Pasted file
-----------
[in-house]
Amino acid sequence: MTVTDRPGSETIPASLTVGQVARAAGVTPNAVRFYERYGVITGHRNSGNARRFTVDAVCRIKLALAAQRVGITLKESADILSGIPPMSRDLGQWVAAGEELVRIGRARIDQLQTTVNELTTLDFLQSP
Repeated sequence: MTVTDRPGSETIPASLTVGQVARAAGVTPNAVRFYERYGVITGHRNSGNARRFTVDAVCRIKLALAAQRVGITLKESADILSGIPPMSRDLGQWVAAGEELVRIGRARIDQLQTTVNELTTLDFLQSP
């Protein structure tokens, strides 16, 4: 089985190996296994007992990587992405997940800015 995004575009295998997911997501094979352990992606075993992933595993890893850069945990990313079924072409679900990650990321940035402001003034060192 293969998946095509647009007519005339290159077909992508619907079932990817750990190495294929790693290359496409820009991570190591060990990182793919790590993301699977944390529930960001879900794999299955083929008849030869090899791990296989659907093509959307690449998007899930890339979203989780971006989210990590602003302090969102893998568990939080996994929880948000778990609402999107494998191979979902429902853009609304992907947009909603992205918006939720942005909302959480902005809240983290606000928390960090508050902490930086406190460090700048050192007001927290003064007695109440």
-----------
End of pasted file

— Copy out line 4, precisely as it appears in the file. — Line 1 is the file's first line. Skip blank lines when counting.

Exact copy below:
């Protein structure tokens, strides 16, 4: 089985190996296994007992990587992405997940800015 995004575009295998997911997501094979352990992606075993992933595993890893850069945990990313079924072409679900990650990321940035402001003034060192 293969998946095509647009007519005339290159077909992508619907079932990817750990190495294929790693290359496409820009991570190591060990990182793919790590993301699977944390529930960001879900794999299955083929008849030869090899791990296989659907093509959307690449998007899930890339979203989780971006989210990590602003302090969102893998568990939080996994929880948000778990609402999107494998191979979902429902853009609304992907947009909603992205918006939720942005909302959480902005809240983290606000928390960090508050902490930086406190460090700048050192007001927290003064007695109440």